COVID-19 dents BC Ferries’ revenues and ridership

Written by Nick Blenkey
battery hybrid ferry

Though BC Ferries has slashed capital spending, it has continued to invest in projects such as its four battery-electric hybrid Island Class vessels, the third of which is seen here under construction at the Damen Galati shipyard in Romania.

Canada’s largest ferry operator, Victoria, B.C., headquartered BC Ferries, today released its results for the fiscal year ended March 31, 2021 (fiscal 2021). Not surprisingly, the results reveal that the COVID-19 had a significant impact on the company’s operations and financial performance.

During the year, BC Ferries carried 13.1 million passengers and 6.7 million vehicles, a decrease of 40% and 24 percent, respectively, compared to the fiscal year ended March 31, 2020 (fiscal 2020).

In December 2020, BC Ferries received C$308 million through the Safe Restart Program, a federal-provincial initiative intended to help provinces and territories safely restart their economies.

BC Ferries now expects financial results to continue to improve, in part due to the Safe Restart funding and as the provincial economy recovers from the effects of the pandemic. The company remains optimistic that traffic will begin to return as more travelers become vaccinated and as travel restrictions are eased.

“We recognize the vital contributions from the federal and provincial governments with the Safe Restart funding, which we have used to continue to provide a safe and reliable ferry service for British Columbians who need to travel, as well as ensuring the delivery of essential goods to Vancouver Island and to rural and remote communities,” said Mark Collins, BC Ferries’ President and CEO. “This funding has also helped us to protect the long-term viability of the coastal ferry service.”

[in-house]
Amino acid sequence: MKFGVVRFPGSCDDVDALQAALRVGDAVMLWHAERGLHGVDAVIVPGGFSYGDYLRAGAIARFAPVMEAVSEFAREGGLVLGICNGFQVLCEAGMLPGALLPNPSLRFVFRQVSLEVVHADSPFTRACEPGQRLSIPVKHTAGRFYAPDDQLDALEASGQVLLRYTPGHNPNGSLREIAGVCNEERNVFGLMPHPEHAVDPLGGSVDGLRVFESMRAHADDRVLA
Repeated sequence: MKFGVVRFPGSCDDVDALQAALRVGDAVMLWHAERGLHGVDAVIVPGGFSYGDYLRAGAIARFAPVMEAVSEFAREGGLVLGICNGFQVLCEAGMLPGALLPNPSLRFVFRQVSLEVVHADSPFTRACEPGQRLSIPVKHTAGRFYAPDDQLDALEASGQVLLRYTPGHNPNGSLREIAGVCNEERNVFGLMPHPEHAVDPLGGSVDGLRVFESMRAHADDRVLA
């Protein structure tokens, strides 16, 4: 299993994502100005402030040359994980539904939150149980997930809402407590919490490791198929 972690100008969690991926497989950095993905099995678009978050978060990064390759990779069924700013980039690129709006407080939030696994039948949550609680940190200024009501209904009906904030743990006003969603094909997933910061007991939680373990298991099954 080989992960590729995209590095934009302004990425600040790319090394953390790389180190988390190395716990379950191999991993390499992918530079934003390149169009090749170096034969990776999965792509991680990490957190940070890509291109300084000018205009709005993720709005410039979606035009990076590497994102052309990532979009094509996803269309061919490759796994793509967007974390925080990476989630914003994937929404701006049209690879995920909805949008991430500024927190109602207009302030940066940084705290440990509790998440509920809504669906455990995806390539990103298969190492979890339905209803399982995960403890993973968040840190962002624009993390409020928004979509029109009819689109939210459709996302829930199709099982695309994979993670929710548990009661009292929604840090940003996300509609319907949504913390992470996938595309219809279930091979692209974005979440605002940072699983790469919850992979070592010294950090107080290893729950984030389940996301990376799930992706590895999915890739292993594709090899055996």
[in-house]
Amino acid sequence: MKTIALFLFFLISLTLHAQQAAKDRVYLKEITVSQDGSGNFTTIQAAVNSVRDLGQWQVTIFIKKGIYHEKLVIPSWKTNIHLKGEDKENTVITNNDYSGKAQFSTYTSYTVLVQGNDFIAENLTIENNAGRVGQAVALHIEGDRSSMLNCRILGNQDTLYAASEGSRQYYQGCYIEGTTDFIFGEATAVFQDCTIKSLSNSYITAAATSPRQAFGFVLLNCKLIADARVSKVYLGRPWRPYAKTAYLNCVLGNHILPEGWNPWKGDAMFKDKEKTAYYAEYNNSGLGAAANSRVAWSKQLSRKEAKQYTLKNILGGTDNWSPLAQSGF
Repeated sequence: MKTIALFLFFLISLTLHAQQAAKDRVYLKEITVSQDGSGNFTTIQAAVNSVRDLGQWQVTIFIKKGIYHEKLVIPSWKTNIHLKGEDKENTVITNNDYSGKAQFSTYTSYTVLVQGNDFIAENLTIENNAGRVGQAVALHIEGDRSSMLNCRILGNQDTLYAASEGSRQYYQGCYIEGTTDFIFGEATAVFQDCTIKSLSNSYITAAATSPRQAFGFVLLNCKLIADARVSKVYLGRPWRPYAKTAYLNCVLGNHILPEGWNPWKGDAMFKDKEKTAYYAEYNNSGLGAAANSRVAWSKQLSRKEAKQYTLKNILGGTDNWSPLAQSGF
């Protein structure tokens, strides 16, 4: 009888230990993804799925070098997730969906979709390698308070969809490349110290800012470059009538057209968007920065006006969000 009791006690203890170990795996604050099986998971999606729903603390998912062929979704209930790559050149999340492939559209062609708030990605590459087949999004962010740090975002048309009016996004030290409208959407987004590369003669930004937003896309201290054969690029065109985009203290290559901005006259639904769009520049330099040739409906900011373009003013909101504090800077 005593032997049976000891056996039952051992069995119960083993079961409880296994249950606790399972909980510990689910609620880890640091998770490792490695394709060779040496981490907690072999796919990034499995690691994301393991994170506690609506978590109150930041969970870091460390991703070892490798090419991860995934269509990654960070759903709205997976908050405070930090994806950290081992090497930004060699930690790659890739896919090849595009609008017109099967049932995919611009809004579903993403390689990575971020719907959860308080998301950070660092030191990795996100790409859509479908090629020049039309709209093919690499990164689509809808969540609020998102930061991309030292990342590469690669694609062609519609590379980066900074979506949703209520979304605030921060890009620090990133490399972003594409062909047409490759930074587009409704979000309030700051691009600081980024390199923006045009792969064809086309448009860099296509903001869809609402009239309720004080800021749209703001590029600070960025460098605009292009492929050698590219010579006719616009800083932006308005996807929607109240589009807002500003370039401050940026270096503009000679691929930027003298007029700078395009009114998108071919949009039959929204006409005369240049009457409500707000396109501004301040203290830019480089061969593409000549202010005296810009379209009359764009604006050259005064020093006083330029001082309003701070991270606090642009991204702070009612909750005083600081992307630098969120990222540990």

In the year ended March 31, 2021, net earnings were C$ 21.0 million, a decrease of C$ 7.8 million compared to net earnings of C$ 28.8 million in the prior year. This reflects BC Ferries’ recognition of C$ 186.0 million from the C$ 308 million in Safe Restart funding received this fiscal year. Without the C$ 186.0 million in Safe Restart funding – recognized as revenue – the net loss for the year would have been C$ 165.0 million.

Inclusive of the Safe Restart funding, revenues decreased by C$ 76.1 million, or 8.1 per cent in fiscal 2021 compared to the prior year. Without the revenue contributed by Safe Restart funding, fiscal 2021 total revenues would have decreased by C$262.1 million to C$679.3 million, or 27.8 per cent lower than in fiscal 2020.

In response to the impact of COVID-19 on ferry operations, BC Ferries reviewed all spending and reduced its operating expenses in fiscal 2021 by C$76.3 million or 8.9 percent – to C$779.8 million from C$856.1 million in the previous year. The reduction was mainly due to reduced round trips on the major routes and the deferral of certain discretionary costs. The expense reduction includes reduced labor costs, fuel consumption, contracted services, depreciation expense and other miscellaneous costs.

Capital expenditures for the year ended March 31, 2021 totaled C$122.0 million, down from C$238.1 million the prior year and down significantly from BC Ferries’ pre-pandemic capital plan. Despite the pandemic, significant investments continued to be made and included four battery-electric hybrid Island Class vessels and one liquefied natural gas fueled Salish Class vessel that were already under construction.

In response to pandemic-related reductions in traffic, BC Ferries deferred more than C$100 million of capital spending beyond fiscal 2021. The company continues to review and adjust both operating and capital plans as appropriate to reduce costs and responsibly defer spending to preserve cash while operating a safe, reliable and sustainable service.

BC Ferries is one of the largest ferry operators in the world based on passengers transported annually and transportation infrastructure. It provides frequent year-round ferry transportation services to the west coast of Canada on 25 routes, currently supported by 35 vessels and 47 terminals, and also manages other remote routes through contracts with independent operators.

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